Oh dear, oh dear, oh dear. It had to happen at some point. The pope has announced that there is going to be a twenty-fifth anniversary jamboree in Assisi where various religions of the world will again be invited, as they were in 1986. Are we in this case allowed to say 'oh hell', or would that offend our Jehovah Witness brethren who tell me that the Gehennah of fire was simply a rubbish tip outside Jerusalem?
The Catholic Herald wrings its hands long and hard about the pope's reservations concerning Assisi, as expressed in his 2003 book Truth and Tolerance. So what is the pope's justification for the kind of 'multi-religious prayer' that might take place at Assisi 2011 (note that it is not inter-religious, but multi-religious in character)? The Herald explains it thus:
In multireligious prayer, he wrote, the participants recognise that their understandings of the divine are so different “that shared prayer would be a fiction”, but they gather in the same place to show the world that their longing for peace is the same.
What I don't get, however, is why it is at all necessary to show such a longing is the same everywhere. Indeed, I have great difficulty in accepting that what Christians wish for when they wish for peace is what Buddhists also wish for. As Chesterton puts it, the Christians are waiting for the fulfilment of the world's desire; the Buddhists are surely searching for the extinction of all desire.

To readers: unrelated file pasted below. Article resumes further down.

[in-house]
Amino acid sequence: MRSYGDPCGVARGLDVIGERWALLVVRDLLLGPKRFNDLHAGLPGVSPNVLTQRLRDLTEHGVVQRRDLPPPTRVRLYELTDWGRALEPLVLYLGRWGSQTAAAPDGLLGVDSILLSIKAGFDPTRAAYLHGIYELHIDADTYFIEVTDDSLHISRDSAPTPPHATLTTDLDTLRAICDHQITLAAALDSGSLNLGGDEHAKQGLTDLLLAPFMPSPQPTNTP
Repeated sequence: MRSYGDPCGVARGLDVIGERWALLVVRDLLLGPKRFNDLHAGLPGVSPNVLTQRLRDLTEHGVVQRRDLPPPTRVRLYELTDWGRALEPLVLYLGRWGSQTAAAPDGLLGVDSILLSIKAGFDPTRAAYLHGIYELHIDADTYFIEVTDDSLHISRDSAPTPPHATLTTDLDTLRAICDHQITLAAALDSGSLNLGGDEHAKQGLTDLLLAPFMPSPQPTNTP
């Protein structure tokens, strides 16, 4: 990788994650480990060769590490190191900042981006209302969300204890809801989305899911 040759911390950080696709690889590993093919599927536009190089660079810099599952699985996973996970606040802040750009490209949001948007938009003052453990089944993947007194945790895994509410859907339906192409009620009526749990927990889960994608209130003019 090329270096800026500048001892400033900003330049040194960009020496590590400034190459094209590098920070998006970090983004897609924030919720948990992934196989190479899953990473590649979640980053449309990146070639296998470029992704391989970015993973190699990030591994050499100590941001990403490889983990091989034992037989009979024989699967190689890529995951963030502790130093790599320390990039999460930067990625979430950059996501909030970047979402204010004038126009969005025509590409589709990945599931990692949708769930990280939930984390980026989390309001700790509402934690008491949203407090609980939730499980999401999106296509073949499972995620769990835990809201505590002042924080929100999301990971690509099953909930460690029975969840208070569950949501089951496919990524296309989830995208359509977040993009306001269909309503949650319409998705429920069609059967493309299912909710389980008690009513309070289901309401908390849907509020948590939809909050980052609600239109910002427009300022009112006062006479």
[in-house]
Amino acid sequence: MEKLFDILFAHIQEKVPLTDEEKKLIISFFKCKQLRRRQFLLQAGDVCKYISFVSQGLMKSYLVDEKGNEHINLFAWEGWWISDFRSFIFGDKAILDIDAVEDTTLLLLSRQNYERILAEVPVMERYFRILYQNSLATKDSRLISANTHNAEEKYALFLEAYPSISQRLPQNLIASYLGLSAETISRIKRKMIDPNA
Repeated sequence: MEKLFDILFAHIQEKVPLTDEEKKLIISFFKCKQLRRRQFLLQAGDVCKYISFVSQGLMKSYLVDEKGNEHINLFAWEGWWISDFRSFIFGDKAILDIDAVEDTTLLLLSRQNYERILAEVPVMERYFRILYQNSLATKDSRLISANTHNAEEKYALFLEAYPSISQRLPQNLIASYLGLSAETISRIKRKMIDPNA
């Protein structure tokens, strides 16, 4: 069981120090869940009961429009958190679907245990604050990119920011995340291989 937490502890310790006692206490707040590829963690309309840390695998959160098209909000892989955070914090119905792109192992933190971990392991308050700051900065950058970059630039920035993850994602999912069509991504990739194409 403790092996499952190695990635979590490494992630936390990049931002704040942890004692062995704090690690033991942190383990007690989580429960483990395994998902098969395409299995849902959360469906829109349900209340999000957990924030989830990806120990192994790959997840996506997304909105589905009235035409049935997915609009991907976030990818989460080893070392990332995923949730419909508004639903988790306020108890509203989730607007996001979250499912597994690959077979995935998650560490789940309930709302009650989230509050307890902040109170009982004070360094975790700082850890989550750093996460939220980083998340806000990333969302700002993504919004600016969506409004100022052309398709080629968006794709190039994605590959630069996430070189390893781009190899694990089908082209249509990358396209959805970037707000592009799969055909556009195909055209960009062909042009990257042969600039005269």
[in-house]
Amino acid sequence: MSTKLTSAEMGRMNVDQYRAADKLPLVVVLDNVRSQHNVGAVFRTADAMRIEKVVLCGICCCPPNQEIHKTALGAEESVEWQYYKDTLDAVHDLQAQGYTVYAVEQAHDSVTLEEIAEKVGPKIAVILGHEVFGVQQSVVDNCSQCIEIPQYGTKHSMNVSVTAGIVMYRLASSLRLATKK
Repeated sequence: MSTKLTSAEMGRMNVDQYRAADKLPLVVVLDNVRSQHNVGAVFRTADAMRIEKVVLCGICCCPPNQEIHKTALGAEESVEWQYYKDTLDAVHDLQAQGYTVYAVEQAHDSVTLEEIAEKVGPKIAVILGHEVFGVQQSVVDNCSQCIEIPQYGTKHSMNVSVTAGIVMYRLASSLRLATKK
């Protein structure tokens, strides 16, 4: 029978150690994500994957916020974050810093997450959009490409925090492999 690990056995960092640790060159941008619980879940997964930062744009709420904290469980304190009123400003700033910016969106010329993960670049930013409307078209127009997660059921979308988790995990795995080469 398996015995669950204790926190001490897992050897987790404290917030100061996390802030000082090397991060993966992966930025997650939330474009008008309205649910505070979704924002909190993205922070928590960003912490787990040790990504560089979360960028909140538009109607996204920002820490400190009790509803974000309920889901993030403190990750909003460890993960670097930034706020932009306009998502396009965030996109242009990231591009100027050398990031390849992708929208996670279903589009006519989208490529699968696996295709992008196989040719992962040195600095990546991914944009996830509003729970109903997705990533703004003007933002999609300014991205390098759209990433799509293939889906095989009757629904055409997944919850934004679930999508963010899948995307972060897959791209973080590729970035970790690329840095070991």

I have another and deeper problem here, however, and it is this: in the multi-religious format there is undoubtedly some kind of equivalence established between the prayers of all religions. Somehow, all our prayers are made expressive of the same ecology of petition and response. The trouble with that, however, is that the prayer of the Church is the prayer of Christ himself. Of course we would want to encourage any man to pray and petition God, even if he hardly understands who and what God is. But to put the Church in this multi-religious stance (let alone an inter-religious one) is somehow to erode the specificity of Christ's own prayer incarnate in time through his Mystical Body, the Church. We do not wish for the peace that the Muslim wishes for, for his peace would exclude Christ as God, who alone is the guarantor of peace.
We need not even touch on the issue of scandal which the current pope understood well enough in 1986 and in 2002. Why he must persist with this project escapes me, unless it be part of the John Paul legacy in its most radically misguided phase. Who but John Paul could have performed such an apparently syncretist shoe-shuffle before Europe's relativists, and then later on lament Europe's silent apostasy, and on both occasions be a model of unalloyed sincerity? John Paul, the hard-headed Polish priest ... fulfilling the dreams of those who would dissolve all religious differences in a gaseous, universal spirituality? I cannot but shake my head at the picture of him next to the Dalai Lama, holding that silly little plant pot and looking so serious. How did we come to this?
Still, if only he was here! JPII at least would have the nous to argue the toss and the good grace to enjoy the argument. He at least might have engaged with the argument because - and this is where many traditionalists have got him wrong - he was a man who loved the truth of Christ more than himself, even if he made some gross miscalculations. His legion of idolators on the other hand will barely hear a word against him, and no doubt genuflect again to this wretched, misguided simulacrum of a vicar's tea party.
And that is why Pope Benedict's acquiescence to the ghost of Assisi is so unlike him - he, the man who parked the Vatican's tanks overnight on the lawns of Lambeth!
In the first version of this piece, I said all this made me sick. Well, that was probably precipitous. We await to see some fuller explanation and clarification of what will happen. In manus tuas, Domine.